September 21, 2022

Yellow Highlight >> Questions for Monday’s PCOMP Workshop

Lab: Tone Output Using an Arduino

Check the sensor input range

I’m glad there are instructions for this because prior to realizing this is a way to find the sensor range, I tried looking up the component’s data sheet in hopes that it would be outlined clearly there but got lost trying to read the data sheet.

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Sensor range for FSR

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Sensor range for phototransistor

How does int analogValue differ from int sensorRead >> There is no significant difference because they are both personally set naming conventions and functionally serve the same purpose, which is set to analogueRead.

Check that the speaker works

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Play tones


What is the role of resistor values in creating voltage divider when using certain components in the circuit? How do I know what resistor I need, or how do I know what would be a compatible range?

After re-reading the articles on sensors and asking Elias to clarify, I got the general understanding that sensors in voltage divider circuit, changes in mechanical (or other forms) energy > changes in electrical resistance > changes in voltage. Voltage is the amount of potential energy between two points. Microcontrollers read the change in voltage at a specific point. So, in a voltage divider circuit with a variable resistor and fixed resistor, if the microcontroller is connected between the two resistors, it reads the voltage from the connection point to the source. And, since resistors require a certain voltage to conduct, the microcontroller’s voltage reading is the difference between the voltage of the resistor and the power supply. So, if the variable resistor in the circuit described above, is for example, a potentiometer that is set at 2 volts, and the power supply is 5 volts, the microcontroller would read 1 volt (or high/low since the microcontroller pins only read digital inputs). If the microcontroller was connected above both resistors, it would read 5 volts. If the microcontroller was connected below both resistors, it would read 0 volts and be essentially connected to ground.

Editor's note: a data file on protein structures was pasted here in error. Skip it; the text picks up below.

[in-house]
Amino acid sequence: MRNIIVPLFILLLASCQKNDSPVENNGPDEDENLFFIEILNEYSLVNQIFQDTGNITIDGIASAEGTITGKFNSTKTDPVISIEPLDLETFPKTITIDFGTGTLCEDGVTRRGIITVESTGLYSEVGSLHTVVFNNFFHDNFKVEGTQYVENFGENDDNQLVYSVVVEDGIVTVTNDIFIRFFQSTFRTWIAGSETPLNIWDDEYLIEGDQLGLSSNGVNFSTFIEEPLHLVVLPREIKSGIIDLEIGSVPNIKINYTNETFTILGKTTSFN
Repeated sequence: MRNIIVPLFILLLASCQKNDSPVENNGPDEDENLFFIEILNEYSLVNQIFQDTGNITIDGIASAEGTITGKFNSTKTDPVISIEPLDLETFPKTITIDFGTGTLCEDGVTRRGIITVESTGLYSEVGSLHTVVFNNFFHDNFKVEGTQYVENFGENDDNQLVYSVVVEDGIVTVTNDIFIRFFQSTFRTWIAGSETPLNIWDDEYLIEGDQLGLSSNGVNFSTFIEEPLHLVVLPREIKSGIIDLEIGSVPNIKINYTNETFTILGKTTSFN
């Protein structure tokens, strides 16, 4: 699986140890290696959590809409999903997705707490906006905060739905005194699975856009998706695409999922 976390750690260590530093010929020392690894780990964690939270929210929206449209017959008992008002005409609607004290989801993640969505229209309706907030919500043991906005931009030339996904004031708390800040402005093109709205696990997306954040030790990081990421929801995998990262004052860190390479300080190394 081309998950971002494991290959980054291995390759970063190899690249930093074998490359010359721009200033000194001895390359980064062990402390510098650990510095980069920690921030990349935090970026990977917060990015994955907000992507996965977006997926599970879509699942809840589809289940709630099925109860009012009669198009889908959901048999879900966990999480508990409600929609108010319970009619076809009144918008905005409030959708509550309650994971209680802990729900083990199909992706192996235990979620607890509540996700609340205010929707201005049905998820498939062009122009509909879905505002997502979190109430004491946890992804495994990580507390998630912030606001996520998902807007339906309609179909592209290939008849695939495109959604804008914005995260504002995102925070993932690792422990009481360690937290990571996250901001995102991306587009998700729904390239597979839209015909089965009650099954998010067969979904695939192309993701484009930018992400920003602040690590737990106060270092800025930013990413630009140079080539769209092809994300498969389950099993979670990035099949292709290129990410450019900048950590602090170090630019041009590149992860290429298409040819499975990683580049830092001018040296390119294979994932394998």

To also follow up on my question in class about how resistor value influences the circuit: The fixed resistor value need to be high enough to pull the remaining voltage to zero/ground. If it is too high, then it would be like there was nothing there and none of the current would go to ground. And, we need it to go to ground. If it is too low, the circuit risks short circuiting from the voltage feeding back into itself. I learned from Elias that usually, you should choose a resistor value of a magnitude higher than the components used in the circuit.


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I also tried playing tones with the phototransistor, but the tone barely changed when I waved my hand around the phototransistor (Video 1). I tried adding more light instead of removing light by shining my phone’s flashlight on the phototransistor, which gave me a wider range of tones. However, I wasn’t able to film with the flashlight on, so I tried using my laptop’s screen light to raise the overall light around the phototransistor and covered parts of the light with my hand to control the tone being played instead (Video 2). I ended up noticing that my sensor mapping range was still the same as I had set when using my FSR, even though I switched my analog input pin to read from the phototransistor instead of the FSR. So, I used the serial monitor to find the phototransistor’s sensor range (which ended up being around 0-30) like I did when first setting up the FSR (Video 3). The tonal change was still rather subtle, so I tried putting the phototransistor near my laptop screen again (with the lowered sensor range values) and was able to get a more noticeable tonal change when controlling the incoming light to the phototransistor.